The ATSDR data also showed that the increased risk of lung cancer was directly correlated with the extent of exposure to contaminated water. People most exposed to and most consuming contaminated Lejeune water had the highest rates of lung cancer.
About lung cancer
Lung cancer is the second most common type of cancer in the United States with approximately 230,000 new cases diagnosed each year. Lung cancer is responsible for 142,000 deaths in the United States each year, more than any other type of cancer.
Lung cancer comes in 2 different types: small cell lung cancer and non-small cell lung cancer. The 5 year old survival rate for non-small cell lung cancer (all stages combined) is 23%. For small cell cancer, the overall 5-year survival rate is even lower at 7%. This makes lung cancer one of the most dangerous types of cancer.
New law allowing Camp Lejeune claims for lung cancer
For a long time, victims of the Camp Lejeune disaster were barred from pursuing civil lawsuits for their injuries due to a strict legal restriction in North Carolina. To address this obvious injustice, however, veterans’ advocacy groups have successfully pressured Congress to act. Lawmakers are now preparing to pass a new federal law that will give Camp Lejeune victims the right to sue for their injuries.
The Camp Lejeune Justice Act (CLJA), which was merged into a much larger veterans benefits bill called the Honoring Our Covenant Act (PACT Act), was first passed by the House in March. The Senate passed an amended version of the bill in June 2022 and returned it to the House for approval.
Certain tax provisions that the Senate added to the bill drew objection from the House, but on July 13 the House passed a further revised version of the Senate bill. Now, the new version of the bill is back in the Senate for approval and is expected to pass before the midterm elections.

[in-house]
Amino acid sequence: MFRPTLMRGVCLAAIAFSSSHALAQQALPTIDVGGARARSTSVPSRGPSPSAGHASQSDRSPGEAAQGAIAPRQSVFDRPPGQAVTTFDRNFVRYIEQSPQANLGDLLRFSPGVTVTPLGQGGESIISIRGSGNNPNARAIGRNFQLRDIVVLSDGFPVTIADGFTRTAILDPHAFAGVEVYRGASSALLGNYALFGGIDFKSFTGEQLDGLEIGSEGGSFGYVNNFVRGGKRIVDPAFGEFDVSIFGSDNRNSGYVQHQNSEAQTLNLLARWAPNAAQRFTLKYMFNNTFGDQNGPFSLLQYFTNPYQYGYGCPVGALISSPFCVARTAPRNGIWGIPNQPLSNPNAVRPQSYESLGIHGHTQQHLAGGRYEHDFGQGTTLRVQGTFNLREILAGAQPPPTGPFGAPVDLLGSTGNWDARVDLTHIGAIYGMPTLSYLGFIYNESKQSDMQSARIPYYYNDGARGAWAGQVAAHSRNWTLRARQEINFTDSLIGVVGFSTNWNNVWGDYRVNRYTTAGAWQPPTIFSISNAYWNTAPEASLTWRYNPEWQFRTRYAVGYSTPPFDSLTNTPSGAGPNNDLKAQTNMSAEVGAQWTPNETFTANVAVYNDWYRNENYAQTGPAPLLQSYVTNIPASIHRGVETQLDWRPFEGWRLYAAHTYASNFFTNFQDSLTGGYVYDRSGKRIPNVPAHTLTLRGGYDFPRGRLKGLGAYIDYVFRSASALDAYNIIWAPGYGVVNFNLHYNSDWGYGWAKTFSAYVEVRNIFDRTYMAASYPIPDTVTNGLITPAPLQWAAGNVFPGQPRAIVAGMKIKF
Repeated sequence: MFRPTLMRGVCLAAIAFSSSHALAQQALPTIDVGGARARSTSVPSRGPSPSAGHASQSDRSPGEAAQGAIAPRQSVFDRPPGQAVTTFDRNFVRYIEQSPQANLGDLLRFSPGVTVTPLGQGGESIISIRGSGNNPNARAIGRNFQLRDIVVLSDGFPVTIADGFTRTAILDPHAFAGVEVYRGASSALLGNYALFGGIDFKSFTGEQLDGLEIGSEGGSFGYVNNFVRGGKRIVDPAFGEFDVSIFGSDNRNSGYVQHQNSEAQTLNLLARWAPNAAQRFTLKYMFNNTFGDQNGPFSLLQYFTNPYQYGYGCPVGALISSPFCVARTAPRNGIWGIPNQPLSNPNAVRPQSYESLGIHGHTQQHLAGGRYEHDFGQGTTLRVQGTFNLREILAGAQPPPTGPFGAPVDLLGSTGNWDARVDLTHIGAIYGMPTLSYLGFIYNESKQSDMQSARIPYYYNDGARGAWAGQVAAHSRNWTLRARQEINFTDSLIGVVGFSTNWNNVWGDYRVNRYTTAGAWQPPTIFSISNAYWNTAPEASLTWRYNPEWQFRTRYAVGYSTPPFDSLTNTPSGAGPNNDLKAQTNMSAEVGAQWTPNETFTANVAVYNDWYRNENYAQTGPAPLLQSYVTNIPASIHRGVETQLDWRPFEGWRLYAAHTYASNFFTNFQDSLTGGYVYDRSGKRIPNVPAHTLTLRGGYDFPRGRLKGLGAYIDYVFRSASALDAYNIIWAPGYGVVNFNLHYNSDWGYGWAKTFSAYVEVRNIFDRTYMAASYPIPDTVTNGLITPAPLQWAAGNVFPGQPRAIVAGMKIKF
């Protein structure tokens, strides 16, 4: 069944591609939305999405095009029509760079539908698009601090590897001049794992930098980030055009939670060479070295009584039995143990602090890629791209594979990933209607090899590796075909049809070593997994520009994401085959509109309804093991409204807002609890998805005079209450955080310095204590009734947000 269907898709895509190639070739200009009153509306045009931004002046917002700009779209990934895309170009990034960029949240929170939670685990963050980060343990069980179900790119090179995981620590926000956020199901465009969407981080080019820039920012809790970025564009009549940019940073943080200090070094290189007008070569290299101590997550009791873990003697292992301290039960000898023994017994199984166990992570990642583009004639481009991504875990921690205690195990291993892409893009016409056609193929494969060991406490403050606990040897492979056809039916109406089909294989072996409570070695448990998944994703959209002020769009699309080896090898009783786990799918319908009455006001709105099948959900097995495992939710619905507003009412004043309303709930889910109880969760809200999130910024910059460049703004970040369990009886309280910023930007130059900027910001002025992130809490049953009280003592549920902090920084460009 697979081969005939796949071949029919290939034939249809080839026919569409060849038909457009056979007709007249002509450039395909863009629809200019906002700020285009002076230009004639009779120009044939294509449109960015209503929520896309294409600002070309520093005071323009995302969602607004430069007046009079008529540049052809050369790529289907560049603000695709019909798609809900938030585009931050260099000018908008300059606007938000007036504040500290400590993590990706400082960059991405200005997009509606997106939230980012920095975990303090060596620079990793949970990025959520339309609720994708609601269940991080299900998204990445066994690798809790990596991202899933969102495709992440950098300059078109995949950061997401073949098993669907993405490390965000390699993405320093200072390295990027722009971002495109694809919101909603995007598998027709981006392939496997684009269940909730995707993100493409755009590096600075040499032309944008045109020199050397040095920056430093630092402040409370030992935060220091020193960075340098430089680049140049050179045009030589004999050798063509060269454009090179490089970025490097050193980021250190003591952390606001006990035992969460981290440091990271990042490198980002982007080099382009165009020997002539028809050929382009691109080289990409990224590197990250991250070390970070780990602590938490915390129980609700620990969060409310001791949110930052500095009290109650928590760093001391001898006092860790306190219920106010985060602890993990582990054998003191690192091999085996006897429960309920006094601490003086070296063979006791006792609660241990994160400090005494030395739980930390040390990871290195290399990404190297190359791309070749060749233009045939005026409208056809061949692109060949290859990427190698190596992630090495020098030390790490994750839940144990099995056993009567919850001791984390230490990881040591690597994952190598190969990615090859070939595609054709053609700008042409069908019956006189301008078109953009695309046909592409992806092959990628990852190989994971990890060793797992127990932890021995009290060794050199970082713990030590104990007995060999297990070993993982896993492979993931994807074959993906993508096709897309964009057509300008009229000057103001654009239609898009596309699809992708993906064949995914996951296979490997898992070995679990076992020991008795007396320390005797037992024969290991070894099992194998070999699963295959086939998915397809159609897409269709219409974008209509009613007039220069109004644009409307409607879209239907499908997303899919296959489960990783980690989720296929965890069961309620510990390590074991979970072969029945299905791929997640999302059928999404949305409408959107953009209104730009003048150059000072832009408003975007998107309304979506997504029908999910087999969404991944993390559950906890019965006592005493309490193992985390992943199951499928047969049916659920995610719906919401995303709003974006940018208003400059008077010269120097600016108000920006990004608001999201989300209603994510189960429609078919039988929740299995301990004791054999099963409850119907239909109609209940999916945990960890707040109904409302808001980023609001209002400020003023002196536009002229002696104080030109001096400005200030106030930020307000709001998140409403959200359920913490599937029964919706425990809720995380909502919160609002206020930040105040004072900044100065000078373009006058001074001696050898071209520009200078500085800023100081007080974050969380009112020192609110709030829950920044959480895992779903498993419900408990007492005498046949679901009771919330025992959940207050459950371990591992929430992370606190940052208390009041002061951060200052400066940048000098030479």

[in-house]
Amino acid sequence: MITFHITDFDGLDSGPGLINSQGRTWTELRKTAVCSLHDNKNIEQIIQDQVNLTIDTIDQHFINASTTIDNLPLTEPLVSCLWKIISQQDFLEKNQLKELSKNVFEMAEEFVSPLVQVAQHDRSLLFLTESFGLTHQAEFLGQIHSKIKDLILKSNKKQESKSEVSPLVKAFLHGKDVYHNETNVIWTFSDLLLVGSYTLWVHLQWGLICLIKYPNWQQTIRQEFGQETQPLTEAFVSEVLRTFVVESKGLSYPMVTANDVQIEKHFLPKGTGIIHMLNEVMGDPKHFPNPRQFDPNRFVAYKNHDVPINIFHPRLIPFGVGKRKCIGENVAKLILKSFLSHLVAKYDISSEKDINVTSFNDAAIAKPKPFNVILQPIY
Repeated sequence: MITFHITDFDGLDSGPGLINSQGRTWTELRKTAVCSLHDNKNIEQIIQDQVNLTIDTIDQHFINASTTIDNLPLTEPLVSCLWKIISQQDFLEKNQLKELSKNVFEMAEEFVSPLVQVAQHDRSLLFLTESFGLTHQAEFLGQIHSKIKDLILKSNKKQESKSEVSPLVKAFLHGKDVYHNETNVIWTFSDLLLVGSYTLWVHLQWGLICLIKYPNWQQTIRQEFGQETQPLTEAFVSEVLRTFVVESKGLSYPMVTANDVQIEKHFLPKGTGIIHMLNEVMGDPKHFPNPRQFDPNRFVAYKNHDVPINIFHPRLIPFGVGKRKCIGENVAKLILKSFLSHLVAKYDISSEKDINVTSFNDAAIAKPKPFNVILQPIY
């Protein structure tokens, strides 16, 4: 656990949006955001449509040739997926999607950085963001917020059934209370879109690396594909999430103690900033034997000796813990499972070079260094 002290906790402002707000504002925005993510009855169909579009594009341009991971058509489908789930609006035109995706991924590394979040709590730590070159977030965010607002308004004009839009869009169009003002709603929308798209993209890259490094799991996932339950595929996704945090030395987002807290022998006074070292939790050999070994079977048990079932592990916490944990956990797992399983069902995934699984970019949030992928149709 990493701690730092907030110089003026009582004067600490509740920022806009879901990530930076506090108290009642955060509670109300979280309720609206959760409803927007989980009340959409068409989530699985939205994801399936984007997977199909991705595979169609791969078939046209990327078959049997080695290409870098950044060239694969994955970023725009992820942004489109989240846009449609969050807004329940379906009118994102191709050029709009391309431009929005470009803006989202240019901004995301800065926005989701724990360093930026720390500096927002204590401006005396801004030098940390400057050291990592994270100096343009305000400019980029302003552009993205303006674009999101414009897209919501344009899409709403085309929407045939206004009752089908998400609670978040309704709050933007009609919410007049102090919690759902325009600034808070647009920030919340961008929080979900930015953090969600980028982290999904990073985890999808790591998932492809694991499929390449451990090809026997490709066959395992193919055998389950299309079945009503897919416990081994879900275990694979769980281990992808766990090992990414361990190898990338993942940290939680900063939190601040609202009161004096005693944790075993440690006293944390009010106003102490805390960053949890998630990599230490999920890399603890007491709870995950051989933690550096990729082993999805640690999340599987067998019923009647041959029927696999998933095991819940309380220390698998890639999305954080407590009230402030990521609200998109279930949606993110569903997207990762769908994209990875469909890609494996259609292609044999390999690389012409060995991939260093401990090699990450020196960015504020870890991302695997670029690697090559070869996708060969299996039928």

When the CLJA is finally enacted, victims of Camp Lejeune water pollution will have a 2-year window to file tort suits against the government for injuries related to water contamination. The law expressly bypasses North Carolina’s rest statute that previously blocked all claims.
The CLJA creates a lowered standard of proof for causation. Under § (b)(2) of the CLJA, plaintiffs can prove a relationship between Camp Lejeune water and their alleged injuries based on a single epidemiological study:
(2) youSE STUDIES.—A study in humans or animals, or from an epidemiological study, which has excluded chance and bias with reasonable confidence and which has concluded, with sufficient evidence, that exposure water described in paragraph (a) is a possible cause of the damage, shall be sufficient to satisfy the burden of proof described in paragraph (1).
CLJA § (b)(2). This language seems to suggest that CLJA claimants will not need to retain expert witnesses to support their claims as long as they can cite a study showing that their injury is associated with Camp Lejeune.
The VA Clinical Guidance and ATSDR study could potentially be accepted as in itself proof of causation for lung cancer claims under the CLJA. This means that people making claims under the CLJA for lung cancer may not need to present expert evidence in support of causation.
How much are lung cancer cases worth at Camp Lejeune?
No one knows for sure how much Camp Lejeune’s CLJA claims for lung cancer might be worth. When the CLJA is finally enacted, there will be a handful of variables that could significantly impact the potential value of these claims on a case-by-case basis.
Although we cannot be certain, we can make an educated guess about the potential settlement value of Camp Lejeune’s lung cancer lawsuits by examining settlements and verdicts for lung cancer tort cases. precedents such as medical malpractice. Based on this, we believe that lung cancer cases at Camp Lejeune under the CLJA could have an average value between $200,000 and $450,000.
Contact us about a Camp Lejeune Lung cancer Court case
If you lived or worked at Camp Lejeune between 1953 and 1987 and were subsequently diagnosed with lung cancer, contact our office today to find out if you are eligible to file a claim.